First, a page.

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Original Essays | September 15, 2014

Lois Leveen: IMG Forsooth Me Not: Shakespeare, Juliet, Her Nurse, and a Novel



There's this writer, William Shakespeare. Perhaps you've heard of him. He wrote this play, Romeo and Juliet. Maybe you've heard of it as well. It's... Continue »
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A Wild Justice: The Death and Resurrection of Capital Punishment in America

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A Wild Justice: The Death and Resurrection of Capital Punishment in America Cover

 

Awards

Staff Pick

Mandery takes on the Supreme Court's landmark death penalty cases of the '60s and '70s and succeeds at an exceptionally difficult task: writing an engaging legal nonfiction book for general readers. This book gives the reader a balanced picture of the politics, legal doctrines, and personalities at play in the Supreme Court — when most books of this genre struggle to cover just one of those topics. A Wild Justice is very simply what every reader seeks: an important story well told.
Recommended by Keith M., Powells.com

Synopses & Reviews

Publisher Comments:

For two hundred years, the constitutionality of capital punishment had been axiomatic. But in 1962, the largely forgotten Justice Arthur Goldberg and his clerk, Alan Dershowitz, dared to suggest otherwise, launching an underfunded band of civil rights attorneys on a quixotic crusade. In 1972, in a most unlikely victory, the Supreme Court struck down Georgia’s death penalty law, and legal experts hailed the end of executions in America.

The response in most states was mandatory sentencing. And four years later, after a brilliant oral argument by Robert Bork, the Supreme Court ended up reversing itself. Drawing on interviews with law clerks and litigators, and on four years of archival research, A Wild Justice is an extraordinary behind-the-scenes look at the Court, the justices, and the political complexities of the most racially charged and morally vexing issue of our time — one that offers extraordinary insights into America itself.

Review:

"It takes a gifted writer to craft a thriller out of the efforts to have capital punishment declared unconstitutional, but Mandery pulls it off in this intellectual page-turner. Without sacrificing detail, the capital attorney and criminal justice professor at John Jay College pulls back the curtain on the horse-trading that led the U.S. Supreme Court to strike down Georgia's death-penalty statute in 1972, and then change its collective mind just four years later. The prologue traces the background of the 1972 Furman v. Georgia decision, as, in 1963, liberal Supreme Court Justice Arthur Goldberg posed the question to his law clerk, 'What could be more cruel than the deliberate decision by the state to take a human life?' Goldberg's goal was to force the Supreme Court of Alabama to hand over for review a decision involving a rapist sentenced to death, in the hopes that it would prompt a discussion of the constitutionality of capital punishment. A lack of support even from those justices who were sympathetic to Goldberg's memorandum doomed his efforts, but it paved the way for a valiant battle waged by the lawyers of the NAACP Legal Defense Fund. The lawyers prevailed in the short term, but public backlash against the decisions of an increasingly unpopular Supreme Court led to the reversal of Furman in 1976's Gregg v. Georgia — leaving Mandery to indulge in some fascinating counterfactual history in his concluding section. 8 pages of photos. Agent: Sam Stoloff, Frances Goldin Literary Agency." Publishers Weekly (Starred Review) Copyright PWxyz, LLC. All rights reserved.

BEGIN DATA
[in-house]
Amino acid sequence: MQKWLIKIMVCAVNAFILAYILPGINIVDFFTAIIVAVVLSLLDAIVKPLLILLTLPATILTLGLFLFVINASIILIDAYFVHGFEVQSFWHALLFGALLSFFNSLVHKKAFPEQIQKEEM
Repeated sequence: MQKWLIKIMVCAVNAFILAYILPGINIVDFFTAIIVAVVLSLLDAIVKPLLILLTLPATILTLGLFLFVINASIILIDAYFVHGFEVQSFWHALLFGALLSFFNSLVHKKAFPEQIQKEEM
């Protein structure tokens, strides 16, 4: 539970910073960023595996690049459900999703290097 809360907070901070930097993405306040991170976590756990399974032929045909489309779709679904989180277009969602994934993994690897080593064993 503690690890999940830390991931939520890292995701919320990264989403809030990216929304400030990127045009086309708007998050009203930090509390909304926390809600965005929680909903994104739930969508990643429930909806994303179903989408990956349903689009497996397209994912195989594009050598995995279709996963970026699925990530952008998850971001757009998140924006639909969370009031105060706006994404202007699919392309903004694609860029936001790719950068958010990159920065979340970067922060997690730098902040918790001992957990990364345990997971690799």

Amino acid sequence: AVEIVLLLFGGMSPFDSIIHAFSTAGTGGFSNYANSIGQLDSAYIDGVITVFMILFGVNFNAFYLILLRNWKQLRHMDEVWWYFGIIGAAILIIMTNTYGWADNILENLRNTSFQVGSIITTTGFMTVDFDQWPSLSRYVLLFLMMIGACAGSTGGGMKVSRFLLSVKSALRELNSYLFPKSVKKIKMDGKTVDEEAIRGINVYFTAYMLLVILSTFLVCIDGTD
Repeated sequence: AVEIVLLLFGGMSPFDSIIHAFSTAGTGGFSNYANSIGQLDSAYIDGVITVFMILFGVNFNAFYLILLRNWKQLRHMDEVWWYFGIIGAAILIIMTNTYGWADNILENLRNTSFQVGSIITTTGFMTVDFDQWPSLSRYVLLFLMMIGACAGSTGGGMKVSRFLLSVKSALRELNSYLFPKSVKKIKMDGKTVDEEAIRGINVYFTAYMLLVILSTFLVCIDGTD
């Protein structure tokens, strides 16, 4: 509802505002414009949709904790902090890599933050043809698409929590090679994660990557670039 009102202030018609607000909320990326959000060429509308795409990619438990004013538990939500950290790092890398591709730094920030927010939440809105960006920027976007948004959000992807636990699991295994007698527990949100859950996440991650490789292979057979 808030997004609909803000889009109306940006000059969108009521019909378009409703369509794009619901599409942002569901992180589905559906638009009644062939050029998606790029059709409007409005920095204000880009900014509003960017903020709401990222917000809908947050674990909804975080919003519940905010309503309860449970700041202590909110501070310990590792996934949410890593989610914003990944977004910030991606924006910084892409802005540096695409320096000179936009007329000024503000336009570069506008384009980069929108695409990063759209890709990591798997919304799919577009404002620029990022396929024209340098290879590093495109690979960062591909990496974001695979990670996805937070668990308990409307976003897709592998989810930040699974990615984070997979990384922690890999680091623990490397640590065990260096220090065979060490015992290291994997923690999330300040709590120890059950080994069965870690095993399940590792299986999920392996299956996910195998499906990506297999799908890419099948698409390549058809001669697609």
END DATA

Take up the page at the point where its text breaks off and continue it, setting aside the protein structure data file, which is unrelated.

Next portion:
Review:

"A Wild Justice is sensational — a revealing and illuminating behind-the-scenes look at one of the most important chapters in the history of the Supreme Court. After reading it, you may never look at the death penalty, or the justices, the same way again." Jeffrey Toobin, author of The Oath: The Obama White House and the Supreme Court and The Nine: Inside the Secret World of the Supreme Court.

Review:

"With a powerful story and an exceptional cast of characters — including Arthur Goldberg, Alan Dershowitz, and Robert Bork at their best — A Wild Justice is a rare achievement. At once entertaining and deeply instructive, it is a piece of legal history that grapples brilliantly with capital punishment, one of the fundamental issues of American justice." Sean Wilentz, author of The Rise of American Democracy: Jefferson to Lincoln